In March 1944, Germany invaded Hungary, partly to end Hungary’s attempts to surrender to the Allies. In April, Éva and Lilian were forced into the Szeged ghetto. Lilian’s grandparents, Josef and Maria, and her aunt, Margaret, were deported from Szeged. On July 2, Éva and Lilian were deported to Strasshof labor/concentration camp near Vienna, Austria. In March or April 1945, they were transferred to Theresienstadt ghetto-labor camp in German occupied Czechoslovakia, where Lilian worked in a factory. There was had very little food and water in the ghetto and disease was widespread. Lilian and Éva slept in a room with earth floors, thin gray blankets, and many other women. One day, Éva was examined by a doctor and behaved so hysterically, kicking and screaming, that they left her alone. Lilian usually punished Éva for bad behavior, but this time, was pleased with her.

    In April 1945, there was a typhus epidemic in the camp. Many guards left and they were able to walk out with a group of women. Lilian and Éva were accompanied by a man who passed as Lilian's husband. They walked for many days in the cold. At one point, they encountered a convoy of Soviet soldiers. One of them showed Éva an armful of watches and told her she could have one. Lilian then told Éva not to move until she returned, and went off with the soldiers. Lilian and Éva stayed the night under a Soviet truck, which left while they slept. They walked and hitched rides until Lilian found a train station, which was overcrowded with displaced persons. Éva was separated from her mother and almost trampled, but a stranger put her in an overhead luggage rack until Lilian found her. They returned to Budapest, then Pecs, looking for missing relatives. Most of their extended family members had not survived the war. In approximately 1944, Istvan was killed by a Hungarian Nazi for his coat on the Soviet front. On July 7, 1944, Lilian’s maternal grandparents, Josef and Maria, were killed in Auschwitz. Lilian’s aunt, Margaret, and Istvan’s mother, Jeanetta, were also killed in Auschwitz. Lilian’s uncle Imre returned, having survived his service in the Hungarian labor battalion. The Hungarian Nazi leading his unit was his former barber from Pecs and looked out for him. Lilian’s aunt, Ilona, also survived.

    Lilian and Éva returned to Szeged. In November 1947, Lilian married George Herman, who was originally from Budapest, but employed in Szeged. George (October 1909-December 1985) had been held in a Soviet prison camp in Siberia during the war. George’s brother was an American citizen, and helped George and Lilian get US visas in November 1948. They were not allowed to bring Éva because she was not related to George by blood. On January 24, 1949, Lilian and George sailed to the US on the Queen Mary. Éva was placed at a boarding school in Switzerland until they could arrange for her emigration. On April 8, 1949, eight year old Éva flew from Zurich to New York. George picked her up at the airport and took her to the Statue of Liberty, to make her first day in the US memorable. The family quickly assimilated to life in the US. George and Lilian did not talk about their wartime experiences. Éva was not allowed to speak Hungarian and her name was changed to Eva Elisabeth Herman. George and Lilian had a son in the US. Eva later married and became Eva VonAncken and had children. Lilian, age 84, died on August 6, 2004.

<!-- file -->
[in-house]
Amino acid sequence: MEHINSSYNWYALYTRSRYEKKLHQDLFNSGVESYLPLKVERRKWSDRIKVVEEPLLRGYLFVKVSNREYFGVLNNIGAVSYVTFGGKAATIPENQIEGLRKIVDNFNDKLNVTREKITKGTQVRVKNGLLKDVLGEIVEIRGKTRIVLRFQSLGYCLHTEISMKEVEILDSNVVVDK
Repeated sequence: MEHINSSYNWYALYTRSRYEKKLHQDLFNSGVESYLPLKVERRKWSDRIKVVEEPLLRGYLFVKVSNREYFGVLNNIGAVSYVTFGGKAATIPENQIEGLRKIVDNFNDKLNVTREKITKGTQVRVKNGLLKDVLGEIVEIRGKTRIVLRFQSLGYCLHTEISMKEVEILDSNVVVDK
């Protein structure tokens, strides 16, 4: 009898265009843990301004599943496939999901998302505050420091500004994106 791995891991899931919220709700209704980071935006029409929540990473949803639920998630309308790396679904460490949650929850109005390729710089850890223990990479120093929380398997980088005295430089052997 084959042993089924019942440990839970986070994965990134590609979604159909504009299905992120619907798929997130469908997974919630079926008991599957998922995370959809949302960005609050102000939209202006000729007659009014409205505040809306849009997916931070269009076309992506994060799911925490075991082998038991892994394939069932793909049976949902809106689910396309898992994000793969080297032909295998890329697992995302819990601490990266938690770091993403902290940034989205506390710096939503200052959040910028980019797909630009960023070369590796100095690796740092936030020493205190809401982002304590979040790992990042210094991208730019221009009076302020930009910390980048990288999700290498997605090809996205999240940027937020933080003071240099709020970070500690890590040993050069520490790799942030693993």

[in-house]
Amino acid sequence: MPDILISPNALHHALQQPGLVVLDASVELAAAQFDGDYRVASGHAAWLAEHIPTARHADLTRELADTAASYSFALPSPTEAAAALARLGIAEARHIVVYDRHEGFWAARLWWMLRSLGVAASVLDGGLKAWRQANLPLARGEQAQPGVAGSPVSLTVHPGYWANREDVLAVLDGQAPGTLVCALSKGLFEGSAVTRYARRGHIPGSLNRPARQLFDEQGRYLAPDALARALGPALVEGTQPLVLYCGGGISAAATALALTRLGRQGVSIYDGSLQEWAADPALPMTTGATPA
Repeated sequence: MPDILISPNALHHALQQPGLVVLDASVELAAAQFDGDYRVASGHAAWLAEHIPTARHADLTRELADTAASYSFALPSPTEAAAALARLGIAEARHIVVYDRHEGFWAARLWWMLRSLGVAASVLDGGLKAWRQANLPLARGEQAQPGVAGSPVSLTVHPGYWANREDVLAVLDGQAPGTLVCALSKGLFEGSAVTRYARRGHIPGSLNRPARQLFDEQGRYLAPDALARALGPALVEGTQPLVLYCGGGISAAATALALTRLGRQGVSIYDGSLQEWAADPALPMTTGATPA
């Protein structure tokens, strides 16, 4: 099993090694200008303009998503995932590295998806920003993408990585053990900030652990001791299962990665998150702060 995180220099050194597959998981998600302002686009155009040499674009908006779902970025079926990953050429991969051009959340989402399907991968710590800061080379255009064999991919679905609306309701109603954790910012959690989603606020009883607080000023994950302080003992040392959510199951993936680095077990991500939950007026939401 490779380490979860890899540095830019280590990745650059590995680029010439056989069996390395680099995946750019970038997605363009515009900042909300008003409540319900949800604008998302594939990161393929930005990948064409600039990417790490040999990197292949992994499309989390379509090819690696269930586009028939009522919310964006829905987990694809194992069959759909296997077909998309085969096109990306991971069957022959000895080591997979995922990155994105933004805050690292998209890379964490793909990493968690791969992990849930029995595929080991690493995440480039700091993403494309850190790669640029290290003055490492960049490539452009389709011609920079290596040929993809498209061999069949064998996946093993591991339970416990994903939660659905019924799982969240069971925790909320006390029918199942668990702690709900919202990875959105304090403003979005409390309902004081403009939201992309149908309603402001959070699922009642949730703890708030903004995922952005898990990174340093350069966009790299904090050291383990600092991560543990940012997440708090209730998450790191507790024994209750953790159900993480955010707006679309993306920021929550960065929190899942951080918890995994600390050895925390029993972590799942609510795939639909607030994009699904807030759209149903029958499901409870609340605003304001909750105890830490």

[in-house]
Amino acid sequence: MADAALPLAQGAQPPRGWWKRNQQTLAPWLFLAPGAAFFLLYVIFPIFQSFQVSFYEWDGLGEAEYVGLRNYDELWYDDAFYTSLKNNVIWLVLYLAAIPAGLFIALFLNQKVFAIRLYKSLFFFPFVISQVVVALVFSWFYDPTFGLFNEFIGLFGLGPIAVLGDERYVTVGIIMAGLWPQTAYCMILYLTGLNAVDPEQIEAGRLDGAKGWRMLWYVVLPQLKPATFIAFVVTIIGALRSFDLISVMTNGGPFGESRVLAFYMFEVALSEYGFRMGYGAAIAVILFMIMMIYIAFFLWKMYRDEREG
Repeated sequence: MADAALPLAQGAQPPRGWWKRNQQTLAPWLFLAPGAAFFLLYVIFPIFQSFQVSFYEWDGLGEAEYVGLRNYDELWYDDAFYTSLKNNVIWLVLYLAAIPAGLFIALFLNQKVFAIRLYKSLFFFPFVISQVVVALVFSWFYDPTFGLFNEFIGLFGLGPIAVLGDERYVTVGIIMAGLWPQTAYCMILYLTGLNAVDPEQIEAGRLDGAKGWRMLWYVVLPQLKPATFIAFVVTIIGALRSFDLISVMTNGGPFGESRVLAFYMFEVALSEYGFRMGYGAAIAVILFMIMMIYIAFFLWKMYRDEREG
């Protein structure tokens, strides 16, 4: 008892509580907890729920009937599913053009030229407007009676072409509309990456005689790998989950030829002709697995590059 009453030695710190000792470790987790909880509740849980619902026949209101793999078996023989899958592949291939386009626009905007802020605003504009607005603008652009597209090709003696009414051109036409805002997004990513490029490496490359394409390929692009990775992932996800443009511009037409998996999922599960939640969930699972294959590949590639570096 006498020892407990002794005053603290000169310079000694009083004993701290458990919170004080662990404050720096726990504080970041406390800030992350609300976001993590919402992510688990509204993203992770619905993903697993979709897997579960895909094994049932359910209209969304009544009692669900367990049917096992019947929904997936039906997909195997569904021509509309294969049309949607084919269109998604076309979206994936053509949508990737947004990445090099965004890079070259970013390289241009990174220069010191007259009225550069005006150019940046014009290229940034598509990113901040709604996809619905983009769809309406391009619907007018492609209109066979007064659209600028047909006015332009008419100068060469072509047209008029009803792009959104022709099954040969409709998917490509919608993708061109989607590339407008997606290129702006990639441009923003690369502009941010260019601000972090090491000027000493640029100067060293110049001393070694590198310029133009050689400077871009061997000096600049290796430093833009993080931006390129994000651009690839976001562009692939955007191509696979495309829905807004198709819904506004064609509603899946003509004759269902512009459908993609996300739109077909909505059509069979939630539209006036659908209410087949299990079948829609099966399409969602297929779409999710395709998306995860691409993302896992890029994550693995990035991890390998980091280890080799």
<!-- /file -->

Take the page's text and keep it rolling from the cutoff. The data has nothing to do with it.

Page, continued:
Physical Details

    Stuffed animals
    Physical Description
    Hand sewn, light brown, cloth rabbit, stuffed with soft batting. The flat oval head has 2 long, stiff, cloth ears with rounded tips and dark brown cloth undersides. There are two light brown, cloth covered button eyes with black thread pupils sewn on the sides of the face. It has a large square nose, a small curved mouth, and 2 sets of 3 whiskers stitched in black thread. Two stuffed, movable front legs are sewn to the sides of the body and a long, stuffed tail is sewn to the lower back. The cloth is stained and has several holes.
    overall: Height: 10.875 inches (27.623 cm) | Width: 6.375 inches (16.192 cm) | Depth: 4.125 inches (10.477 cm)
    overall : cloth, batting, thread, plastic

    Rights & Restrictions

    Conditions on Access
    No restrictions on access
    Conditions on Use
    No restrictions on use

    Keywords & Subjects

    Administrative Notes

    The stuffed rabbit was donated to the United States Holocaust Memorial Museum in 2013 by Eva VonAncken.
    Funding Note
    The cataloging of this artifact has been supported by a grant from the Conference on Jewish Material Claims Against Germany.
    Record last modified:
    2024-02-20 12:36:48
    This page:

    Download & Licensing

    In-Person Research

    Contact Us